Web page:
P15029: Air Muscle Underwater Fish Phase 2 - Buoyancy
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Week 8

Table of Contents

Waterproofing Pump

In order to waterproof the pump, a 3” diameter threaded PVC pipe with end caps were chosen as the housing, as aforementioned. Properly sized holes were drilled into the PVC pipe to allow for access between the environment outside and the pump, which include wires and tubing. It was a concern that those openings, no matter how tight, would allow water from the environment to leak into the pump housing and hinder the performance of the pump, with the worst case scenario being an inoperable pump. As a result of this concern, the openings (tubing and wires included) were covered with pipe cement. See the photos below for clarification.

The test plan below indicates various stages of water proofing the pump and testing that housing, in order to address the above concern. The pipe cement was the primary solution in reducing leaks into the housing. However, there were issues with the pipe cement cracking. This issue was introduced into our problem tracking spreadsheet and has been temporarily resolved by examining the openings with pipe cement before and after testing and reapplying when necessary. This decision was based on the pipe cement’s success in the past. Furthermore, despite some minor leaking, the pump still performed as expected.

Waterproofing Pump Test
S9 Test Plan
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Composite Head

After researching various composite materials, it was determined that a marine/boat style composite would be used to form the shell for the main body of our fish, due to its obvious water-usage. The chosen composite was ordered from West Marine. Once the composite arrives, it will undergo various tests to determine molding technique and coloring. The support of an RIT professor, Dr. Ghoneim, has been confirmed in the creation and implementation of a mold for this composite.

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Electronics Prototype

A working electronics prototype for the valves, air muscles, ballast tank and pump has been assembled using breadboards and an Arduino. Also, initial programming has been performed in conjunction with the testing of the electronics and the aforementioned subsystems. This initial prototyping demonstrated successful integration between electrical and mechanical subsystems.

Electronics Prototype
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Distance Sensor Waterproofing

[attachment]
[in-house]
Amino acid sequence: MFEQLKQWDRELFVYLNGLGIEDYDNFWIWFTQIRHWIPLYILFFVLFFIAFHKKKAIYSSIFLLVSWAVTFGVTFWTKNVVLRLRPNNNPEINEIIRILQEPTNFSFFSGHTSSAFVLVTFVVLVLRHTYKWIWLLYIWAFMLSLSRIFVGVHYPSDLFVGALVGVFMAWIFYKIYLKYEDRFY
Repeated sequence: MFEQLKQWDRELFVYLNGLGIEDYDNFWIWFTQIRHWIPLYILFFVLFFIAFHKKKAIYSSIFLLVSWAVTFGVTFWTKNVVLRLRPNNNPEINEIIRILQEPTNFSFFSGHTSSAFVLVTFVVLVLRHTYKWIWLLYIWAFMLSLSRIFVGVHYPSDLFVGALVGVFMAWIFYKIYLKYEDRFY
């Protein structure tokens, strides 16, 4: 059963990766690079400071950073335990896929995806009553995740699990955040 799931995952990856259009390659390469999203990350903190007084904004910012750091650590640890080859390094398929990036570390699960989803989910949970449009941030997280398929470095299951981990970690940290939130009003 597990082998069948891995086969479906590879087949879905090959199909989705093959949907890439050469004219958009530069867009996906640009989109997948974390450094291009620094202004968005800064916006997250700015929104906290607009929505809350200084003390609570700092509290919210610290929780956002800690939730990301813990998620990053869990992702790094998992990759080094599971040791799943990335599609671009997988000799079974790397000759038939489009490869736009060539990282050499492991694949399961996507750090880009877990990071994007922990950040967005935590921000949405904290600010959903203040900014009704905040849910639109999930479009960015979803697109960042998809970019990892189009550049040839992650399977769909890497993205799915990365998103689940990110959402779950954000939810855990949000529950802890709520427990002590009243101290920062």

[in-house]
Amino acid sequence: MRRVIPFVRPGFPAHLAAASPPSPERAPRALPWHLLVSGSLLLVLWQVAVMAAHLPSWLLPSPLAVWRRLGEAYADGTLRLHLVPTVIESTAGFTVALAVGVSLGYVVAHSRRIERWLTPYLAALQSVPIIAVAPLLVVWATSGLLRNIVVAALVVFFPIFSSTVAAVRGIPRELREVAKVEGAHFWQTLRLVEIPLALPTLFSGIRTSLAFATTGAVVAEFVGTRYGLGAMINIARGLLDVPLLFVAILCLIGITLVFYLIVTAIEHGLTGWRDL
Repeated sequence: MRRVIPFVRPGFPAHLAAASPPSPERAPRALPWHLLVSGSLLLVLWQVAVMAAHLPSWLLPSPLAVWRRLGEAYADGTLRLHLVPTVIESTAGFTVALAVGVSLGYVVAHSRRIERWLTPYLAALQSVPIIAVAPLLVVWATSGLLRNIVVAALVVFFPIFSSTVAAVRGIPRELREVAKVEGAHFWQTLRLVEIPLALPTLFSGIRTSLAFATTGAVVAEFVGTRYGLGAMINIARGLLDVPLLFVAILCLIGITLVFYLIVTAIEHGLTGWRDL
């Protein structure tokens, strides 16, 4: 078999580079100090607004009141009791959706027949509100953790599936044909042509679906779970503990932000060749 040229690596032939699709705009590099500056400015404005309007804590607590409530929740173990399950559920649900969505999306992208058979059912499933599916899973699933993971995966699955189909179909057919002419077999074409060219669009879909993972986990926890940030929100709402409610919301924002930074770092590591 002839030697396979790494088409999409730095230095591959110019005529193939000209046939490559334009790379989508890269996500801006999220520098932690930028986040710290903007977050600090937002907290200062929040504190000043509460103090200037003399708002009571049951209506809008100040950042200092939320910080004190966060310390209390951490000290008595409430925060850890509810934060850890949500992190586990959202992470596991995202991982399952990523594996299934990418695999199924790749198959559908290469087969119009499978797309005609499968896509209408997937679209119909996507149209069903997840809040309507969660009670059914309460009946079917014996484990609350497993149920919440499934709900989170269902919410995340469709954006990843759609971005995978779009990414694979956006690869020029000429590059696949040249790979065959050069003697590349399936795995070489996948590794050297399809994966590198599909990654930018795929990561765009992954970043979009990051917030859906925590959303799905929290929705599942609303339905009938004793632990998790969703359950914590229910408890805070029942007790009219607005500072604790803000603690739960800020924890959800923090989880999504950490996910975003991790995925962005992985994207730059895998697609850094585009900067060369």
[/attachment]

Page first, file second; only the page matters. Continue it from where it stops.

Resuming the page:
The short range IR distance sensor was waterproofed using Plasti-Dip. The waterproofing was then verified by testing the IR sensor while submerged in water. It continued to work as expected. Upon successful waterproof testing of the short range IR sensor, the decision was made to go ahead and waterproof the long range IR sensor, which will be the actual distance sensor implemented in the fish.

Tail Motion Testing

The tail segment and air was successfully attached to the body channel, along with its corresponding air muscles configuration. The air muscles and tail segment were fully integrated with one another by wiring each muscle to its joint counterpart within the tail. The success of this wiring was demonstrated during prototype testing in MSD I. Below are photos of the tail segment with its wires in place.

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The tail motion was then tested by integrating the above components with the electrical prototype. See Test Plan S3 for more details for The following images show the correct swimming motion of a fish. Further testing will need to be done to perfect the fish swimming motion. However, this initial integration has proven that the subsystems aforementioned can successfully collaborate.

Tail Motion
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Full Set-Up

The electronics prototype and the mechanical subsystems were fully integrated and tested in this phase of MSD II. The following images show the overall fish structure, with all mechanical subsystems connected, with the electronics prototype wired in where they are necessary. The water bottles were used to achieve neutral buoyancy and help with floating for testing purposes. The water bottles will later be replaced with pool noodles and various weights to achieve stability and neutral buoyancy. The fish was then tested in the Tow Tank at RIT for tail motion, buoyancy, pump leakage, and valve integration. (These specific tests and subsystems have been detailed above).

Full Fish Set-Up
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Problem Tracking

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Updated Project Plan

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Table of Contents MSD II

Week 5 Week 8 Week 11 Week 14

Ballast Tank Testing

Skin Color Testing

Tail Motion Testing

Electronics

Waterproofing Pump

Composite Head

Electronics Prototype

Tail Motion Testing

Problem Tracking

Updated Project Plan

Pump

Communication System

Swimming Algorithm

Electronics Hardware

Air Muscles

Buoyancy System

Eco-Flex Skin

Problem Tracking

Schedule to Imagine

Documentation

Performance vs Requirements

Imagine RIT

Final Videos


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